The influence of groups and alcohol consumption on individual risk-taking.

Erskine-Shaw, Marianne, Monk, Rebecca, Qureshi, Adam and Heim, Derek (2017) The influence of groups and alcohol consumption on individual risk-taking. Drug and Alcohol Dependence, 179. pp. 341-346. ISSN 0376-8716 DOI https://doi.org/10.1016/j.drugalcdep.2017.07.032

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Abstract

Research addressing the influence of alcohol and groups on risky behaviour has yielded contradictory findings regarding the extent to which intoxicated groups exaggerate or minimise risk-taking. Previous work has examined the effect of intoxication on risk-taking focusing on collective group decision-making, and to date the influence of alcohol consumption and groups on individual risk-taking has yet to be explored experimentally. The current study therefore examined the impact of intoxication and groups on individual risk-taking. Methods In a mixed design, 99 social drinkers (62 female) attended an experimental session individually (N = 48) or in groups of three (N = 51). Individuals completed the study in isolation while groups were tested in the same room. Participants completed two behavioural measures of risk-taking: Balloon Analogue Risk Task (BART) and Stoplight Task (SLT), both before and following consumption of an alcoholic (0.6g/kg males, 0.5g/kg females) or a placebo beverage. Results Those who participated in groups took significantly more risks in both tasks than those in isolation. Alcohol did not increase risk-taking on either risk-taking tasks. However, those who consumed placebo were significantly less risky on the SLT, compared to baseline. No interactions were found between context and beverage on risk-taking. Conclusion The findings do not support a combined effect of alcohol and groups on individual risk-taking. Rather, results indicate that risk-taking behaviour is influenced by peer presence regardless of alcohol consumption. Targeting the influence of groups (above those of alcohol) may hold promise for reducing risk-taking behaviours in drinking environments.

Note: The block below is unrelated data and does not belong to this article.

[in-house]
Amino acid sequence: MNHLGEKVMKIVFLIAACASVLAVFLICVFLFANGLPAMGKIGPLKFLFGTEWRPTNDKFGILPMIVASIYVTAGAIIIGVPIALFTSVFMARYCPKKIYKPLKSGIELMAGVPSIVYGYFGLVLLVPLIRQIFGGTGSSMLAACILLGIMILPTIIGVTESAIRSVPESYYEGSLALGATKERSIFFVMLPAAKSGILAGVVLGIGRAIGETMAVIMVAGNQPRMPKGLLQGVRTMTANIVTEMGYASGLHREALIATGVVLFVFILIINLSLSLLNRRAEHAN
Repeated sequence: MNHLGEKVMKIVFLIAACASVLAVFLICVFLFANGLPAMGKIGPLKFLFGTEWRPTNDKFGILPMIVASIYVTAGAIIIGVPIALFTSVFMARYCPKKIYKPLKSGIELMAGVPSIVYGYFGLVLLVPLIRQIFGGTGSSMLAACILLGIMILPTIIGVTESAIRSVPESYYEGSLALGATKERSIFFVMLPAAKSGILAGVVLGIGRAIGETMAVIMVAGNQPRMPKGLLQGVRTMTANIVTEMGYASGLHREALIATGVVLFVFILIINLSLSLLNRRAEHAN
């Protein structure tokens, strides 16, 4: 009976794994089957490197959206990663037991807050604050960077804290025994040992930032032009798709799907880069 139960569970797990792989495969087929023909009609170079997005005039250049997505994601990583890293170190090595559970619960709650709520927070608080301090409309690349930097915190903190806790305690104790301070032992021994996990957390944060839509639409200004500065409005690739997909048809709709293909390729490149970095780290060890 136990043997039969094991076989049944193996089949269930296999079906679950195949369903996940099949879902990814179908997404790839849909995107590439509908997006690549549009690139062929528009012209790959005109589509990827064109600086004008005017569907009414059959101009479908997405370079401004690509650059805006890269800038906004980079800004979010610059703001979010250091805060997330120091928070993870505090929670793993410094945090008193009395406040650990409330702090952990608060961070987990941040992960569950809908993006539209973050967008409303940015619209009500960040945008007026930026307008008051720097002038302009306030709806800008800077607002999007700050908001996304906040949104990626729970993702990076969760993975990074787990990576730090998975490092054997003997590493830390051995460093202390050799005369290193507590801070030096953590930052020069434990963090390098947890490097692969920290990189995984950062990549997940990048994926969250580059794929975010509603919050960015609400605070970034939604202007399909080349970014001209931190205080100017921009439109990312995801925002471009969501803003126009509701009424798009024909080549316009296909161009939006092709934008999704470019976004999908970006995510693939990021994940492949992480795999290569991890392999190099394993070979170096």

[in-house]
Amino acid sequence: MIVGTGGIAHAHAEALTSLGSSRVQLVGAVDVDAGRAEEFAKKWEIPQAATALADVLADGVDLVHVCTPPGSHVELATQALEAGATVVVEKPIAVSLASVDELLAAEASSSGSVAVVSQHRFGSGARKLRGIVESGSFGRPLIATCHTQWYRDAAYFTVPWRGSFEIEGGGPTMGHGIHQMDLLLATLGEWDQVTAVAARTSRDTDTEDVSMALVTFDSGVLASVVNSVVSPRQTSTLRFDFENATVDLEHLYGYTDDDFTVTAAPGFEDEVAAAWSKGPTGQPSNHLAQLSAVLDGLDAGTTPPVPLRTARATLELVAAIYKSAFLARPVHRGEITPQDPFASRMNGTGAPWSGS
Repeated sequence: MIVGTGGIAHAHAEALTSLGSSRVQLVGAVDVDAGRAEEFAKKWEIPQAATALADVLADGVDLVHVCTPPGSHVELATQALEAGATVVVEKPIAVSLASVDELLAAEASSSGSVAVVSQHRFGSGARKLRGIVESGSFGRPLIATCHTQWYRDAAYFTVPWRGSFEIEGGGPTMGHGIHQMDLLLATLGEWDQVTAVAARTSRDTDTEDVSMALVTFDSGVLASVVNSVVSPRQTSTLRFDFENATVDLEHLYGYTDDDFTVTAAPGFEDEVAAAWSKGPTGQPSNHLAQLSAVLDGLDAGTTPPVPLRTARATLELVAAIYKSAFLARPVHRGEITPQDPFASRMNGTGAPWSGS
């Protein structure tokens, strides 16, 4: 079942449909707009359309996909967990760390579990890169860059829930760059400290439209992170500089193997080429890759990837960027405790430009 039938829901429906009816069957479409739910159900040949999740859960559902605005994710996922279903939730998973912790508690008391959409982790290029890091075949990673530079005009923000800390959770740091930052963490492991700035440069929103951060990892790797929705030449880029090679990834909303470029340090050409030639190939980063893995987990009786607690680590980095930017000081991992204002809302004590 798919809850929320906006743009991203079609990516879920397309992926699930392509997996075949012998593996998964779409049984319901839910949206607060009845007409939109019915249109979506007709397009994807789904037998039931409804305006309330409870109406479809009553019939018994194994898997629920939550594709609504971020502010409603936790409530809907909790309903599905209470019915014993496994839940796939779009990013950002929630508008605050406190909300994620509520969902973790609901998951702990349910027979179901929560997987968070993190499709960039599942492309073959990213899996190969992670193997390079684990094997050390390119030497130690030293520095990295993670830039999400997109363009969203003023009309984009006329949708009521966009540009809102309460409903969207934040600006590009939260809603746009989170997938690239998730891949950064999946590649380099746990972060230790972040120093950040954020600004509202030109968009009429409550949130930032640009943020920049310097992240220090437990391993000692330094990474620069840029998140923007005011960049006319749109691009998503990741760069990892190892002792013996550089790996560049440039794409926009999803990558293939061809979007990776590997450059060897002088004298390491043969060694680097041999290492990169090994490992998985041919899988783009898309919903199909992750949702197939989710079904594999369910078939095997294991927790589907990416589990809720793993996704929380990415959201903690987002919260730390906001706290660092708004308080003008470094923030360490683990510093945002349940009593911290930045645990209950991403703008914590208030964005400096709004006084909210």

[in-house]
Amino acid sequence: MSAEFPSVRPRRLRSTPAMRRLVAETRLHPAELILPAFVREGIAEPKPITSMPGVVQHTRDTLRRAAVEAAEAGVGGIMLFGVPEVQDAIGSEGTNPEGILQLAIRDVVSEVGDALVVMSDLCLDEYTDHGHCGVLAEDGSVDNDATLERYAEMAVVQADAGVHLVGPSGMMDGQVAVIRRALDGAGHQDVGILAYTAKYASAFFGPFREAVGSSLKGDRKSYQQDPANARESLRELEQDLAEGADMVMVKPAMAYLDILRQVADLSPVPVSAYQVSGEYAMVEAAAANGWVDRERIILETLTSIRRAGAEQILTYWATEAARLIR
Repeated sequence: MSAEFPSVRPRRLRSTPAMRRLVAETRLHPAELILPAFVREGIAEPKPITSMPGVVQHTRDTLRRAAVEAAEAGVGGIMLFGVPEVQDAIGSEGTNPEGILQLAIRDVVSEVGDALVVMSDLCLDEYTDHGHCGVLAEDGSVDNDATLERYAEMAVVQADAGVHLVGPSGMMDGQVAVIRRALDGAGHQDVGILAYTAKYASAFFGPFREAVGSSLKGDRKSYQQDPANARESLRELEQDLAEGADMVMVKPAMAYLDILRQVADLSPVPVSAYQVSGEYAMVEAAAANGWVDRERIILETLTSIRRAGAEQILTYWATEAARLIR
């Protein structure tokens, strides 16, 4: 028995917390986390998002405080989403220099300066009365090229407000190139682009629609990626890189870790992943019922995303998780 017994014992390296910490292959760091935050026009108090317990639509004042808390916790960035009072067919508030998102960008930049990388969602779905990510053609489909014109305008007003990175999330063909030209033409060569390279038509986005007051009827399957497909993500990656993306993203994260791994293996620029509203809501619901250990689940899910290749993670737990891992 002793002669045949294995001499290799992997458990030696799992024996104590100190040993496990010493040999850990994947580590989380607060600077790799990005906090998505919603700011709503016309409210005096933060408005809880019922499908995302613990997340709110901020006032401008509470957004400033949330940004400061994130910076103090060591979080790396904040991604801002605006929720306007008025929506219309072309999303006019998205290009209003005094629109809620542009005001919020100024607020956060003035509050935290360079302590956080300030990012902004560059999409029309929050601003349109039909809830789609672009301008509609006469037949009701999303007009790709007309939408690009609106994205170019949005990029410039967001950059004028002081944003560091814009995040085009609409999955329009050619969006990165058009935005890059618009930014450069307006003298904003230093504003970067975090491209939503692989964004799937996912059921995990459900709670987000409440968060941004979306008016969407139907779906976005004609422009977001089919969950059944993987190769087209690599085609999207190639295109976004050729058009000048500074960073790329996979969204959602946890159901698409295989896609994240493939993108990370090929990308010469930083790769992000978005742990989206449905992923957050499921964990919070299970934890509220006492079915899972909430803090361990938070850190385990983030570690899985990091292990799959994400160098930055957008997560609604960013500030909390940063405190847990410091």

Item Type: Article
Uncontrolled Keywords: alcohol, social, groups, context, risk-taking
Subjects: B Philosophy. Psychology. Religion > BF Psychology
Divisions: Psychology
Date Deposited: 24 Aug 2017 14:04
URI: http://repository.edgehill.ac.uk/id/eprint/9420

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